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SCERTS Part 6: The SCERTS Assessment Process (SAP)

presented by Barry M. Prizant, Amy Laurent & Emily Rubin

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Course six introduces the 10-step SCERTS Assessment Process (SAP). This tool is designed to determine an individual’s stage of language acquisition, establish a profile of strengths and areas of need in those areas most impacted by the core challenges of autism, and to monitor progress over time using data gathered in everyday activities to represent a measurement of authentic progress. The course will begin with a discussion of why and when to implement the SAP and how to gather meaningful data in everyday situations. Next, a video-based case example will be introduced so that participants can see how to administer each of the 10 steps.

Meet Your Instructors

  • Barry M. Prizant, PhD, CCC-SLP

    Barry M. Prizant, Ph.D., CCC-SLP has more than 40 years experience as a clinical scholar, consultant, researcher and program consultant to children and older persons with Autistic Spectrum Disorders (ASD) and related developmental disabilities and their families. He is both the Director of Childhood Communication Services (CCS), a private practice, and an Adjunct Professor in the Artists and Scientists as Partners Group, Brown University. Barry has served as a tenured Professor of Communication Disorders at Southern Illinois University and Emerson College, where he developed specialty tracks in language disabilities and autism in the Master’s and Doctoral programs. He also was Founder and Director of the Communication Disorders Department at Bradley Hospital, with an Associate Professor Appointment in Child and Adolescent Psychiatry in the Brown University Program in Medicine, and was an Advanced Post-Doctoral Fellow in Early Intervention at UNC-Chapel Hill. Barry has developed family-centered programs for newly diagnosed toddlers with social-communication disabilities and ASD and their families in hospital and university clinic settings, and consults widely to schools and agencies in New England as well and nationally and internationally, from early intervention through high school settings. He has published more than 120 articles and chapters on autism, childhood communication disorders and child development, has given more than 700 seminars and workshops at national and international conferences and has served on the Editorial Board of six scholarly journals and writes a regular column for Autism Spectrum Quarterly. Barry has received widespread recognition and many honors in his career. He was an invited speaker at the United Nations for World Autism Awareness Day (April, 2013) and received the Divine Neurotypical Award of the Global and Regional Asperger Syndrome Partnership (www.grasp.org), for contributions to improving quality of life for persons with autism spectrum disorders. Barry also was the recipient of the 2005 Princeton University Eden Foundation Award for career contributions in autism, Fellowship in the American Speech-Language-Hearing Association and the Massachusetts Speech-Language Hearing Association Clinical Achievement Award on two occasions.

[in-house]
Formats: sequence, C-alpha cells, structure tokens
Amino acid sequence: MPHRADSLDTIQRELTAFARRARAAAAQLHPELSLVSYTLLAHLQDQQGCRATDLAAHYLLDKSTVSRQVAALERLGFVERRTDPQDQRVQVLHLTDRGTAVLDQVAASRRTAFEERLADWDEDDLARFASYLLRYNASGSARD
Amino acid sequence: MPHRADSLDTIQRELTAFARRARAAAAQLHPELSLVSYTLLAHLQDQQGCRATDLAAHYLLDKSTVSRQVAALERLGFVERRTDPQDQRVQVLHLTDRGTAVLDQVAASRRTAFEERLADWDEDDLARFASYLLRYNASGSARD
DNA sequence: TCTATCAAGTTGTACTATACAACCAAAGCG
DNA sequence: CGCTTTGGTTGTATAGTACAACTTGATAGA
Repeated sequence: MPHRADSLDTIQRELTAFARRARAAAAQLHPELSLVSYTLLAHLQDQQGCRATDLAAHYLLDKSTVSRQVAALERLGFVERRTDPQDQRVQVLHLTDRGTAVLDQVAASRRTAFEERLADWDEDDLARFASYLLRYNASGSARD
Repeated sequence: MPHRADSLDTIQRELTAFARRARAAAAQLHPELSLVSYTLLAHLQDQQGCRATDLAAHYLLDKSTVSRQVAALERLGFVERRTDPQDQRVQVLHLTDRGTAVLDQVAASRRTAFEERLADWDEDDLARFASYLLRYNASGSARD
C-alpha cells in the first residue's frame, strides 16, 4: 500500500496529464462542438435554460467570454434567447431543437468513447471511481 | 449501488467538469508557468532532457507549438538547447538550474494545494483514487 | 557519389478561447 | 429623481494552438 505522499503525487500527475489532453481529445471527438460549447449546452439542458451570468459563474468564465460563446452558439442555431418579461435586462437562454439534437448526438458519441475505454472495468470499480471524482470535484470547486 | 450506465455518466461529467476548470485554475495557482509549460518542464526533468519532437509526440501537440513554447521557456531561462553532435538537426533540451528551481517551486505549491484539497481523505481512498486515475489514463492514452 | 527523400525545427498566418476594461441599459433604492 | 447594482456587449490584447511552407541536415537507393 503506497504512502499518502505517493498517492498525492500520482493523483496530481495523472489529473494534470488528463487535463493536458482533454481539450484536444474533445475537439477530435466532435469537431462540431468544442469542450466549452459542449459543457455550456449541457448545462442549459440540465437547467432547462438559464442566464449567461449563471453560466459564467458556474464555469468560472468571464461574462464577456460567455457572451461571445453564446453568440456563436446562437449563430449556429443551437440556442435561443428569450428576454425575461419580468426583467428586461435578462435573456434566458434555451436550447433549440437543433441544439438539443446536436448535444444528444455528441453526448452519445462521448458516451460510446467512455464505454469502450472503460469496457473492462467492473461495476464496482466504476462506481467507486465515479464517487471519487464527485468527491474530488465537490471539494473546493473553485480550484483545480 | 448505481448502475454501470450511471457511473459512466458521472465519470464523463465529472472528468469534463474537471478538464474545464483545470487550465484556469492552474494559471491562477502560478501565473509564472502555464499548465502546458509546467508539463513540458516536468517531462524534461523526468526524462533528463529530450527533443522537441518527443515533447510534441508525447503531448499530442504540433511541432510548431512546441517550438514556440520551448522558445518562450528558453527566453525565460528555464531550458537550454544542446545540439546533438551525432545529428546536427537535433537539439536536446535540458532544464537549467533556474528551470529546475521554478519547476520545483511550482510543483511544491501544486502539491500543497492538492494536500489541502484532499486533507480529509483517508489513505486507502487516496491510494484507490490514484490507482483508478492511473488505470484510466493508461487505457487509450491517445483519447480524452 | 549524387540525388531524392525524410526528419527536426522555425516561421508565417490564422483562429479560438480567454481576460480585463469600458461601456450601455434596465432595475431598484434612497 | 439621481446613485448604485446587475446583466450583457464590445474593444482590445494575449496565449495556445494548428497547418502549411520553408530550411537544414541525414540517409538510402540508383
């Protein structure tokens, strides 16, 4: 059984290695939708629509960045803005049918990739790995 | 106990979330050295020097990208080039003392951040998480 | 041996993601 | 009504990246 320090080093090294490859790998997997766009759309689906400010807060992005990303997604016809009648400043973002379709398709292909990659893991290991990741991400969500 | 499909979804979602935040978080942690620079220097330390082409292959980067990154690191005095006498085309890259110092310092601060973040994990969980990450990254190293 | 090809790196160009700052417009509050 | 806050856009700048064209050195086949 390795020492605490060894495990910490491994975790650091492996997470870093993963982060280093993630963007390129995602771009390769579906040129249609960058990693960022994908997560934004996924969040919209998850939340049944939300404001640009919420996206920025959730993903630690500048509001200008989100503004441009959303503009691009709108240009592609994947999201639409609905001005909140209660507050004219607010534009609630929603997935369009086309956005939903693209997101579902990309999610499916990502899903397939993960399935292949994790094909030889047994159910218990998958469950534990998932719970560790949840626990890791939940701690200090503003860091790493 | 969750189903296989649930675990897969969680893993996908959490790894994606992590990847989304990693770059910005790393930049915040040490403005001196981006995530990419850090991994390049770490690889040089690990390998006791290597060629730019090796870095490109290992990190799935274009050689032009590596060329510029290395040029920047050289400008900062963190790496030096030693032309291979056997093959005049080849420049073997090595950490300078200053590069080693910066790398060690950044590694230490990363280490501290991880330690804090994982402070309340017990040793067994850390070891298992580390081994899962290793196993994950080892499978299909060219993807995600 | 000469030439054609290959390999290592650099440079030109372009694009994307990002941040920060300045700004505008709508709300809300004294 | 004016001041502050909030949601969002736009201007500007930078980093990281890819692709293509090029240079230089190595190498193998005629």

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  • Amy Laurent, PhD, OTR/L

    Amy Laurent, Ph.D., OTR/L is a developmental psychologist and a registered pediatric occupational therapist. Currently in private practice, Amy specializes in the education of children with autism spectrum disorders (ASD) and related developmental disabilities. The majority of Amy’s work involves collaborating with and supporting early intervention teams, school teams, and families. Her consultative services focus on the creation of educational programs and environments that facilitate children’s active engagement and learning at home, in schools, and throughout their communities. The SCERTS Model, of which she is a coauthor, along with differentiated instruction and developmental theory guide her practice. Amy is an adjunct faculty member for the School of Education at the University of Rhode Island, Kingston, RI. She teaches courses focused on Research Methodology for educators. Previously, she has served as an adjunct faculty member for the Communication Disorders Department at Emerson College and at the University of Rhode Island. In these roles, she developed graduate courses focused on preparing clinicians to meet the needs of children with autism, as well as the needs of their families. Amy’s current research interests involve examining the relationship between characteristics of young children diagnosed with Autism and strategies used by parents to support them within the context of natural routines and play. Her publications focus on social communication and emotional regulation in individuals diagnosed with ASD. She frequently lectures and provides training throughout the United States and internationally on the SCERTS Model, and other topics related to therapeutic and educational intervention for children with ASD.